Tears ran down my cheeks, splashing on the leathern armor that should have guarded her better. Her heart-blood ran over my hands and into the ground. "She could have done it," I whispered. "This one could have helped stop the madness." I rolled her over to see her face. Her eyes were closed, soot colored lashes against skin pale as ash. My tears continued to fall, and I wiped them away with the back of my hand. Not since my first arc had I cried over a death. Never before had a stranger touched my heart like this, and all without a word. Once more, I bent and kissed one at deathbreak, on her cheek that was already cool to the touch, and on her lips forever stilled.
I felt her life flowing in to me, becoming part of me, and I froze. An idea began to form. "Hah! You think you can give me hope, and then end it that easily?" I started to laugh; I know I sounded insane. "You may be gods, but I have power too, and I wonít let her go." I removed the dagger from her heart and placed my hand over the wound. Then I did something Iíd never done before, and have never done since. I reversed the flow. I pushed back in to her as much life as Iíd taken, and more.
I canít begin to explain how it felt. Ripping away my own strength caused a pleasure verging on pain; giving it to her joined us closer than blood-bond, closer than lovers. I was me, and yet I was her as well. There were two spirits, two bodies, yet no separation.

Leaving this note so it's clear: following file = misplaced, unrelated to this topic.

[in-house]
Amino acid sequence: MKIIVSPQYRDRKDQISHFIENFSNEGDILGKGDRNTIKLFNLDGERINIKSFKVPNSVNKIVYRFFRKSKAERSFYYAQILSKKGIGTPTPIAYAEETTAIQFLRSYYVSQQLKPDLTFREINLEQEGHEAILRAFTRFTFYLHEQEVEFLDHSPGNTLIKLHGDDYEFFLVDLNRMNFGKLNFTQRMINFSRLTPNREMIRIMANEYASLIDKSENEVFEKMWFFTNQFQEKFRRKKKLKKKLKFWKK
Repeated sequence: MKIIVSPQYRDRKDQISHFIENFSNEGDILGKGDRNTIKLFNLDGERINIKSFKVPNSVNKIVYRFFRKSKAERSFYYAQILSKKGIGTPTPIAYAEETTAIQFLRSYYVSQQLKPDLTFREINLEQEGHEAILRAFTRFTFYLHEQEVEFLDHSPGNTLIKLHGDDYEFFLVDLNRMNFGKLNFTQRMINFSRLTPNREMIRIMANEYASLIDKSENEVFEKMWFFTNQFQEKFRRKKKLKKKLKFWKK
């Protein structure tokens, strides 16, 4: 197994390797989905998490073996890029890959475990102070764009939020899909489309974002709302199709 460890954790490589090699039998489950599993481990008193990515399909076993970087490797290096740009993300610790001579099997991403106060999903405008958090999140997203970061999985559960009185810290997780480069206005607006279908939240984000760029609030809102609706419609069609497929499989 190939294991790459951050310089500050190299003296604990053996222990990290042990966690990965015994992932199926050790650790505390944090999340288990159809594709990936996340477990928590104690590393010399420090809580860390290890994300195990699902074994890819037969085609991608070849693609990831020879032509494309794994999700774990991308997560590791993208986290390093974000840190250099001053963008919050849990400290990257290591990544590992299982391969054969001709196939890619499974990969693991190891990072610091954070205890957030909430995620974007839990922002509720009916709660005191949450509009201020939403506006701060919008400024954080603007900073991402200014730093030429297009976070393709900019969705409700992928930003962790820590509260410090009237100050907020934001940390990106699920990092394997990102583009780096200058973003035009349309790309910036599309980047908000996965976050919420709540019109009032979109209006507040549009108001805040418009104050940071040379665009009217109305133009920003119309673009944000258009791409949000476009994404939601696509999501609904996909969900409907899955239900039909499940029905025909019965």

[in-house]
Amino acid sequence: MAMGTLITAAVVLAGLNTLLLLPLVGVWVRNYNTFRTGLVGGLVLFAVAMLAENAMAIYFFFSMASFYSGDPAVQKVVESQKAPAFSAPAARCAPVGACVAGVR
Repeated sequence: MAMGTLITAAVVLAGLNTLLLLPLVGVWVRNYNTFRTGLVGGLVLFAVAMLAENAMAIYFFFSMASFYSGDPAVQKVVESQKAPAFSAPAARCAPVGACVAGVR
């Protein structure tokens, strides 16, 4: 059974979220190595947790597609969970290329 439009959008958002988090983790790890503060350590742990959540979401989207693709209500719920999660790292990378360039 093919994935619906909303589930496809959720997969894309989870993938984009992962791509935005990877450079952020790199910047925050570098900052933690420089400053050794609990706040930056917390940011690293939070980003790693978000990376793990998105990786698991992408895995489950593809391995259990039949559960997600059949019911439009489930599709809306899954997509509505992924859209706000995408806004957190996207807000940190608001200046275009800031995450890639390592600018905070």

After eons that lasted mere moments, I found myself again, although part of her remained. She trembled and arched up in my arms as I felt the warmth returning to her body, and then I knew that she would live. There wouldnít even be a scar. I was holding her to my breast when I felt a sword hit me on the shoulder and slice through my back. I wonder what its bearer thought when my flesh closed right after the blade, leaving no mark behind. I do not envy him his nightmares about the woman who couldnít be killed and the dead warrior who came back to life. As he screamed and stumbled away, the woman known as Xena opened her fantastically blue eyes.
I think one of these days Iíll go and find her again. Iíve heard sheís changed: Sheís no longer leading an army of raiders, but is fighting oppression whenever she can. It took some time to happen, but I knew that it would. I know her better than anyone else ever could. Will she remember me, recognize me, do you suppose? We are, after all, bonded with life.
Please, oh please let this work this time.